Who lies more to get ahead? Men or women?

In the Women at the Top blog, we dedicate a lot of electronic ink to the reasons for the lack of female representation in upper management and executive positions: a dearth of women role models, too few companies with family-friendly policies, straight-up discrimination – to name just a few. But one reason we’ve hardly touched on is the healthy male ego and the obstacle that it poses to women trying to get ahead. 

According to new research by Ernesto Reuben, assistant professor at Columbia Business School, men are consistently overconfident in their performance, which may account for the gender gap in leadership at companies.  

I recently spoke to Reuben about his findings. He says:

 “When you apply for a new job or go up for a promotion, a lot of the way you are evaluated depends on your CV and how you talk about yourself. So, recruiters and hiring committees are relying on candidates to reveal their true performance. If you are able to convince others that you’re very good, chances are you will get the job. We found that men do this more often and they do it better. They do it better because they deep down believe they’re better.” 

Reuben and his co-researchers asked MBA students to complete a set of maths problems on which both men and women tend to perform about the same. One year later, the researchers brought back the same students, asking them to recall their previous years’ performance.

Most participants overestimated their performance — not a shock, as many studies have documented this tendency. Men, however, consistently rated their past performance about 30 per cent higher than it really was. Women, on the other hand, consistently rated their past performance only about 15 per cent higher.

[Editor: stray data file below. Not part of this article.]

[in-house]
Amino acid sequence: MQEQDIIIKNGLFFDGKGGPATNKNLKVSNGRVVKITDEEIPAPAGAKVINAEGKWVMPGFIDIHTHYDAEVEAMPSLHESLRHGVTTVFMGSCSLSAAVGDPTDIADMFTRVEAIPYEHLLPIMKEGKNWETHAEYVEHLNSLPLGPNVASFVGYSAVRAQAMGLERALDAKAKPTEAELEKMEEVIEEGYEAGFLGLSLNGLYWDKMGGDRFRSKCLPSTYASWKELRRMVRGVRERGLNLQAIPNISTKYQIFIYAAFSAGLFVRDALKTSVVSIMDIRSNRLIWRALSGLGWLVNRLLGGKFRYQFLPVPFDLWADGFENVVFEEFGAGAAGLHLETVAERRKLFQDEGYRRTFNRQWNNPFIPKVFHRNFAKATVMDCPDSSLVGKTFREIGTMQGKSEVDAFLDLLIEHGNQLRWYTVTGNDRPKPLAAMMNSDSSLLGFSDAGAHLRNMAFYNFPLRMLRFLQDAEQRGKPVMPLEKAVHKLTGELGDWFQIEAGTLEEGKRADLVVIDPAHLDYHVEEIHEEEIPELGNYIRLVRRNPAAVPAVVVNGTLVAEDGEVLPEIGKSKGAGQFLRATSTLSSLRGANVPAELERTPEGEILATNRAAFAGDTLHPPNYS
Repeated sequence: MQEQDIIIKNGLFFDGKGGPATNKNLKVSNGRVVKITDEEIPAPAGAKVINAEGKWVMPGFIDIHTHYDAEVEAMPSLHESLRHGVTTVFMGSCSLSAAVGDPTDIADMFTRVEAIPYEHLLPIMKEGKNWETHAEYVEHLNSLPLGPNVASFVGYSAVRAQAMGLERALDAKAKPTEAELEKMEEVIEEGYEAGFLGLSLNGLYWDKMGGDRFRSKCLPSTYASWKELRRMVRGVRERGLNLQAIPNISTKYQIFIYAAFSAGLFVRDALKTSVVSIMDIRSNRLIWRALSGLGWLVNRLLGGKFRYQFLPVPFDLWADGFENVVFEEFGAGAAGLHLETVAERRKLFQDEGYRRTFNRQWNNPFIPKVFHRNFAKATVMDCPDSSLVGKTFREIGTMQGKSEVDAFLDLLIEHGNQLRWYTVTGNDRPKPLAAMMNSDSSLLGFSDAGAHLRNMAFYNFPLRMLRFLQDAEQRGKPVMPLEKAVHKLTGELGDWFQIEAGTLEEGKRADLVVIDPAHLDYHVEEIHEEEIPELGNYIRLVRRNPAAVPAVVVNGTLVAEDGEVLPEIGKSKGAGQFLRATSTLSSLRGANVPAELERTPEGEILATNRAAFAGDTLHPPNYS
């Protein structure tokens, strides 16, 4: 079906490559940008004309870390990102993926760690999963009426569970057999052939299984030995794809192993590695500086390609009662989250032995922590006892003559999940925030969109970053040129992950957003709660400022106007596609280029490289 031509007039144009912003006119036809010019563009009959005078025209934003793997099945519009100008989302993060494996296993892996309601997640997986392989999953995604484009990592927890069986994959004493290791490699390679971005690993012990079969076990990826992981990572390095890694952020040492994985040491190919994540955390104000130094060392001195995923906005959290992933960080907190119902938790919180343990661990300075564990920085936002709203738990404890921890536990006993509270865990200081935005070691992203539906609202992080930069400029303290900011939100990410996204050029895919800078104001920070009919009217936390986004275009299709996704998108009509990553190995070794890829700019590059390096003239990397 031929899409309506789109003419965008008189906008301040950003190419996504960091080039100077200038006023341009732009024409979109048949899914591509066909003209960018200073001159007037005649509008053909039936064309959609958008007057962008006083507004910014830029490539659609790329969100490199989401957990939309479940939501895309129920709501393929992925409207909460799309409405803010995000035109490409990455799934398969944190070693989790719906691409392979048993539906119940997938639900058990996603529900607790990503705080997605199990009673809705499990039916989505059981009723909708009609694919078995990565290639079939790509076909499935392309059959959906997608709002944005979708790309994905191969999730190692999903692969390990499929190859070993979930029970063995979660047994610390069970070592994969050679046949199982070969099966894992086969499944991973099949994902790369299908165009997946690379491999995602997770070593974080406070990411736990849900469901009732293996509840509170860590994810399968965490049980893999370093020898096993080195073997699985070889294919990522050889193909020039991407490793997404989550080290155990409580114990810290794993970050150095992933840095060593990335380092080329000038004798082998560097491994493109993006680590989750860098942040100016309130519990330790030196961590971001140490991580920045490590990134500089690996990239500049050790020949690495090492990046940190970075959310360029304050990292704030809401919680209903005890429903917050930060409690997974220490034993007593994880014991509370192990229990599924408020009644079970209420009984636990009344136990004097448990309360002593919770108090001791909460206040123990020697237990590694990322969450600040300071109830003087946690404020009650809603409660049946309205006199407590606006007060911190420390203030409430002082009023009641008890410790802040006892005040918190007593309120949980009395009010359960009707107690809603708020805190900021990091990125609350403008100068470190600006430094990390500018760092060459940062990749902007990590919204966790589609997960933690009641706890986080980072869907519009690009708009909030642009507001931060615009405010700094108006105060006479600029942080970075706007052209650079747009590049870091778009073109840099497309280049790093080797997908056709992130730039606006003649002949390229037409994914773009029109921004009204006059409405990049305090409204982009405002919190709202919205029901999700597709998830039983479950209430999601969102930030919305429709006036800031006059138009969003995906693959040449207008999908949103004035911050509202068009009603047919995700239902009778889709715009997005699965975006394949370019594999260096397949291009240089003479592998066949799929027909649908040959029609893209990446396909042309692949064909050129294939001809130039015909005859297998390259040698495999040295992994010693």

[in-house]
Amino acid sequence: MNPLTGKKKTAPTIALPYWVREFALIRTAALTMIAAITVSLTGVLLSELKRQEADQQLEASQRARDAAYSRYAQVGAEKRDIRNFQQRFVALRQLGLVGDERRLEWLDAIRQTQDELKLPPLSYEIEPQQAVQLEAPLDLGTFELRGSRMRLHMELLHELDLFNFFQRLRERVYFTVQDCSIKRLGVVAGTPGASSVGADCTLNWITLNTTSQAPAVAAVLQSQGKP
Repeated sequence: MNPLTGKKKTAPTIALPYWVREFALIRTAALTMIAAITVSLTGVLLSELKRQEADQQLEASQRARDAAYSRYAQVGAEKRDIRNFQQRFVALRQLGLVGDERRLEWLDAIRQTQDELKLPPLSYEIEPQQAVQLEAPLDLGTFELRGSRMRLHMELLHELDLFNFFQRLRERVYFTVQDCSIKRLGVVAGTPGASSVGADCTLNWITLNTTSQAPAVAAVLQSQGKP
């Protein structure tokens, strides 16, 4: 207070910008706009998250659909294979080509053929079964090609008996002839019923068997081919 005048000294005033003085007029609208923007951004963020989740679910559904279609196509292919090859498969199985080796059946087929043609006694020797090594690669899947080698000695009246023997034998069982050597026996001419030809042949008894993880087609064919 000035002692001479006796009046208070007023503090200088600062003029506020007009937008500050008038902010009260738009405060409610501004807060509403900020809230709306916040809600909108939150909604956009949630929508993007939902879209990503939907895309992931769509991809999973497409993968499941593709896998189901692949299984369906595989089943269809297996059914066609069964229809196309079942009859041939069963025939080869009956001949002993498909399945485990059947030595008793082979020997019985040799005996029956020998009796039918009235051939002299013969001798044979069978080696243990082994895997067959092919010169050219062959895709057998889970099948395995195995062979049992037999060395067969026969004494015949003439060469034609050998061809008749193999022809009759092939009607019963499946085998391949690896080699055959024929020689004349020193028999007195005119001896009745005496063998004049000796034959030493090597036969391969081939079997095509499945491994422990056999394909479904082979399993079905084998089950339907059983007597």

Next, the researchers asked participants to estimate their performance on a task if chosen to represent a group, and were then divided into groups to complete the same maths problem. Each group had to choose a representative that would compete with the other groups, with a cash prize awarded to the highest-scoring team. It was in the best interests of the group to choose the person who had performed best on the problem sets in the past. But the researchers added an extra incentive: for some (but not all) groups, the representatives got an additional payment. In other words: in certain groups, a person could be chosen as a rep if they lied about their performance, and the group would lose while the leader would gain. 

Reuben found that, on average, both men and women lied about their performance. When participants had an incentive to lie, they lied more; and the incidence of lying increased as the monetary award for being chosen as leader increased. But while women kept pace with men on how frequently they lied, women did not exaggerate their performance to the same degree, and it cost them: women were selected a third less often than their abilities would otherwise indicate.

The upshot: the main difference in women not being selected as leaders appears to be attributable to the fact that men inflate their abilities. This kind of gender difference is tricky to reconcile because while it may seem that men’s overconfidence is a character flaw, it is, in fact, honest. 

Reuben says: 

“They honestly believe their performance is 30 per cent better than it really is.”

The lesson for recruiters, he says, is that they should not take male candidates’ claims about past performance at face value. 

“If they are aware of this issue, they could probe their male candidates to find out what part is truthful and what part is overconfidence … Or if they have more than one position open, they can compare candidates within the genders: man to man, or woman to woman, because that way there wouldn’t be a bias.”

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